He gave thanks because He had received something. It’s not that good things were happening to Him or things were going well for Him. In looking at the circumstances, things actually weren’t going all that well for Him. He would be betrayed shortly, and He knew this. He would be placed on trial and mocked and tortured, and He knew this. He would be nailed to a cross shortly after that, and He knew this.

You don’t give thanks unless you have received something. What was it that Jesus had received? He was the Lord of the universe, having all things in His possession, what could He possibly have received? Well, with you and me, when we receive things we think of things that make things better for us. When Jesus receives things they are things that entail loving and serving us. What He had received was the commission of being sent to serve. He came not to be served but to serve and to give His life as a ransom for many.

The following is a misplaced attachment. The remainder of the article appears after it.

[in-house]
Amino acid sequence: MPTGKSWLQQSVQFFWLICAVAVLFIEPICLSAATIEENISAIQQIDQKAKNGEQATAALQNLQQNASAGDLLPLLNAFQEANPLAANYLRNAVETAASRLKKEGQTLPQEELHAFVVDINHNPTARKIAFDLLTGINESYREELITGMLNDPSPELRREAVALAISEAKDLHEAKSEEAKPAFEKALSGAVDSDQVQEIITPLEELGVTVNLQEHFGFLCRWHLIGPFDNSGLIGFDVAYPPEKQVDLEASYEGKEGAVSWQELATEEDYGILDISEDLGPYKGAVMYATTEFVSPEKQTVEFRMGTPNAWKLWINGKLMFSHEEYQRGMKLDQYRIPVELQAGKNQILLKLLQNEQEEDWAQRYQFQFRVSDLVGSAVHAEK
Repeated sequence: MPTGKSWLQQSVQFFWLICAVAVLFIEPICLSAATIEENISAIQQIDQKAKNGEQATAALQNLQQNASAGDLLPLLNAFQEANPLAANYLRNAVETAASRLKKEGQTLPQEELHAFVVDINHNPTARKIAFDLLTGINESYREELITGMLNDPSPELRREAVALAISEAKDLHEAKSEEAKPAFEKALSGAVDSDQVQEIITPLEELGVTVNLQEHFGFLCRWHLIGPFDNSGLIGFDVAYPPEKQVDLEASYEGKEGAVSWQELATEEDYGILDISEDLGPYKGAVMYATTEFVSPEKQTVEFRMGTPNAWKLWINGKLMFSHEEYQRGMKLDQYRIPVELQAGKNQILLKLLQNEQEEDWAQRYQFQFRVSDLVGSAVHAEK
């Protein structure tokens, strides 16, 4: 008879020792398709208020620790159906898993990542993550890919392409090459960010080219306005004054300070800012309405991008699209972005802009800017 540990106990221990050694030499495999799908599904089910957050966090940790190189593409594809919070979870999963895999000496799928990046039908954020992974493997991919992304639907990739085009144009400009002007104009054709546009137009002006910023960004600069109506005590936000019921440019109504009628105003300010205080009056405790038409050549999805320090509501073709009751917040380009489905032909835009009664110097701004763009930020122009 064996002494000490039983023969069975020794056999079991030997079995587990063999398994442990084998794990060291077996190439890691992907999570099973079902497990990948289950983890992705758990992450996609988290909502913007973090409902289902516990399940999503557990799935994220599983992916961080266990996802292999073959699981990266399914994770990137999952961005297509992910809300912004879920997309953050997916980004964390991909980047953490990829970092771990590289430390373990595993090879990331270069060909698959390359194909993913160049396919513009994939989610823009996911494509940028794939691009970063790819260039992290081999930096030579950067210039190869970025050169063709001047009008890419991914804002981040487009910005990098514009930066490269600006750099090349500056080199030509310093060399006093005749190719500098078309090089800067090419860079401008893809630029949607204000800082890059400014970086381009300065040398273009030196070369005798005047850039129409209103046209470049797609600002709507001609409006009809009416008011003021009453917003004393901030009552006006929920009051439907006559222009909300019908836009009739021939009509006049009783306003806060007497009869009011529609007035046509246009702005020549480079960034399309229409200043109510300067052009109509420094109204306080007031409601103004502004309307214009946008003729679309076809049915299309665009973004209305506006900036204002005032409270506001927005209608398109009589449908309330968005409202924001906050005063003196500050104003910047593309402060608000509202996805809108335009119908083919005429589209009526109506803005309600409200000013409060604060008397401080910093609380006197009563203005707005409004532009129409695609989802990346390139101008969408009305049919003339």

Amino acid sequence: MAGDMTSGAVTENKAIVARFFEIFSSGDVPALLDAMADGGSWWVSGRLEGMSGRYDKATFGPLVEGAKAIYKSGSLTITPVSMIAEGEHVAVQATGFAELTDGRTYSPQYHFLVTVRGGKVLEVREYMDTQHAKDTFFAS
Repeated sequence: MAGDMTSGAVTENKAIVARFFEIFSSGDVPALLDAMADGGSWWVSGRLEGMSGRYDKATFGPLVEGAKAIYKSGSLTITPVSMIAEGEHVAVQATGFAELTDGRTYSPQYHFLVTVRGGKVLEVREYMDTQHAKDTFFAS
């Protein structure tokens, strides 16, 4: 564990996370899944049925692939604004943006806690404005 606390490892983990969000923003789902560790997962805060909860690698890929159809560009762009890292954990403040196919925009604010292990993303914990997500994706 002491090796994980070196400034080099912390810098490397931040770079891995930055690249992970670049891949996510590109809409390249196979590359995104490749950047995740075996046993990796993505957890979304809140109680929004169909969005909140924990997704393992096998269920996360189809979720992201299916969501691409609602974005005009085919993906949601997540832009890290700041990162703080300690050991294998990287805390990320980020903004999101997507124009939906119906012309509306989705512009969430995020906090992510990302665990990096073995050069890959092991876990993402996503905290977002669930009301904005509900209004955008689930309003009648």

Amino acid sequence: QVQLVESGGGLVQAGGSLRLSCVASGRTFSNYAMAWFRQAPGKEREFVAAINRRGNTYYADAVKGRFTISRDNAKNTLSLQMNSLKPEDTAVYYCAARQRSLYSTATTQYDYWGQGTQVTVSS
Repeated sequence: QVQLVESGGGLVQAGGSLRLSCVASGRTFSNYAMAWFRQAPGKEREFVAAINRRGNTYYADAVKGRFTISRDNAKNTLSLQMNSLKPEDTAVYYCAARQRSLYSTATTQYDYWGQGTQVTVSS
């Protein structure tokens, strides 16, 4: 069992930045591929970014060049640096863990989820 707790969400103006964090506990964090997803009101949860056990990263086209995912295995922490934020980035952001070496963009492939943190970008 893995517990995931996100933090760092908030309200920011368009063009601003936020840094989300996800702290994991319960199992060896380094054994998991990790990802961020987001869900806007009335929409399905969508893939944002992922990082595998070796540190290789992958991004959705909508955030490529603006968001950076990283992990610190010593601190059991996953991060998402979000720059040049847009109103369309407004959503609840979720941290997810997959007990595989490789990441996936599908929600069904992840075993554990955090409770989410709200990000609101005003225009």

It pleased the Father to give His Son to us for our salvation. Our Lord and Savior was grateful for the will of His Heavenly Father to become man, to suffer and die for the sin of the world. This is how we are taught to be thankful. Instead of looking at our circumstances, we learn to be thankful for the greatest gift we have ever received, our Lord Himself. Instead of looking for good things to happen to us, we learn that they already have! Our Lord was given to us and He is given to us often in the Gospel and the Sacraments.